Why is TalkTalk's year-old porn filter suddenly big news?

14 May 2012

If you've been reading the newspaper headlines yesterday and today, you could be forgiven for thinking that TalkTalk has suddenly taken strident measures to block online pornography from children's sensitive eyes.

The Sunday Times dramatically describes the ISP as having "broken ranks" with its fellow ISPs by offering "all its 4m subscribers a blanket opt-out for pornography sites" and forcing all existing users -- rather than only new customers -- to say whether or not they want the service (I'll leave it to you whether that's opting in or opting out). "TalkTalk is offering parents protection for every computer, games console or e-reader accessing the internet via the family broadband connection."

Following the Times' lead, Channel 4 proclaims: "TalkTalk now plans to question all of its 4.2m customers, forcing them to choose whether to use settings that would block information on computers, mobile phones, games consoles and e-readers."

The Metro crows that TalkTalk is "becoming the first provider to offer the service at server level", while The Mirror reveals that TalkTalk has "introduced a filter called HomeSafe". The Sun also seems to think HomeSafe is new technology, saying "TalkTalk’s move will put pressure on other internet providers to offer the same service".

Everyone's welcome to an opinion -- and we certainly have ours -- but the stumbling blind coverage of the Sunday Times story shows just how little anyone seems to know about the technology in question

Those of you who are TalkTalk customers or who follow broadband -- hey, everyone needs a hobby -- may be wondering if you've stepped back in time to last year, when TalkTalk first started offering the HomeSafe filter. It's not a new service; it's been around for a full year. Guess that "pressure" hasn't had much of an effect on rival ISPs, eh, Sun writers?

TalkTalk's plans to ask all existing customers whether they want the filter on or off is slightly fresher, but it's hardly news. The ISP revealed the plans a month ago: "TalkTalk has long welcomed Parliamentary and Government interest in this area and is demonstrating its commitment by announcing that it will begin testing new ways of prompting existing customers to make a choice about blocking pornography and other categories of internet content." That's from a press release dated 17 April, but in case anyone missed that, TalkTalk repeated the news in a blog post on 4 May, and referenced it in another post last week, tellingly titled "Happy Birthday HomeSafe".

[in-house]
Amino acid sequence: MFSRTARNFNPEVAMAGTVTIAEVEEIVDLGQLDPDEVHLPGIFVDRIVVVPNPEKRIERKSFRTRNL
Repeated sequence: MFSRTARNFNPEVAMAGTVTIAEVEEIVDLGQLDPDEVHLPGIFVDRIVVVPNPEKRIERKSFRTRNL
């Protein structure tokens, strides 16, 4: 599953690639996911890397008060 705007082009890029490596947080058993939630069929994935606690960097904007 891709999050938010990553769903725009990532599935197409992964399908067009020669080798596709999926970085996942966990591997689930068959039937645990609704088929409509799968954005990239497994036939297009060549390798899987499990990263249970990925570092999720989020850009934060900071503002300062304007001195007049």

Why, then, are so many writing as though TalkTalk's announced something new today? Why is a month-old press release suddenly worth a front page splash? TalkTalk's own press office admitted nothing was new in the Sunday Times' story, but said that the paper wanted something to kick off its campaign on the topic. In other words, the Sunday Times is so keen on keeping people talking about the issue that it's willing to pretend something is new news when it's not.

Everyone's welcome to an opinion -- and we certainly have ours -- but the stumbling blind coverage of the Sunday Times story shows just how little anyone seems to know about the technology in question; a quick glance at the TalkTalk blog would have made it clear to the Mirror, Sun and Metro that this filter isn't new. While PC Pro readers know enough to notice the flaws in newspaper claims, imagine how confusing these mixed messages are to less tech-savvy people -- the very people these automated systems are designed to help out.

To be fair, few people covered the 17 April announcement (ourselves included), possibly down to timing: it's also -- rather intriguingly -- the day a report into online pornography was released by MP Claire Perry, reigniting the debate by again calling for ISPs to block  such content at the network level, and force customers to say whether or not they want such a filter. Fancy that.

Maybe that's why everyone missed TalkTalk's announcement the first time around: everyone was too busy demanding the Government block porn/worrying the Government would block porn, that no-one noticed TalkTalk had already done what everyone wanted/feared.

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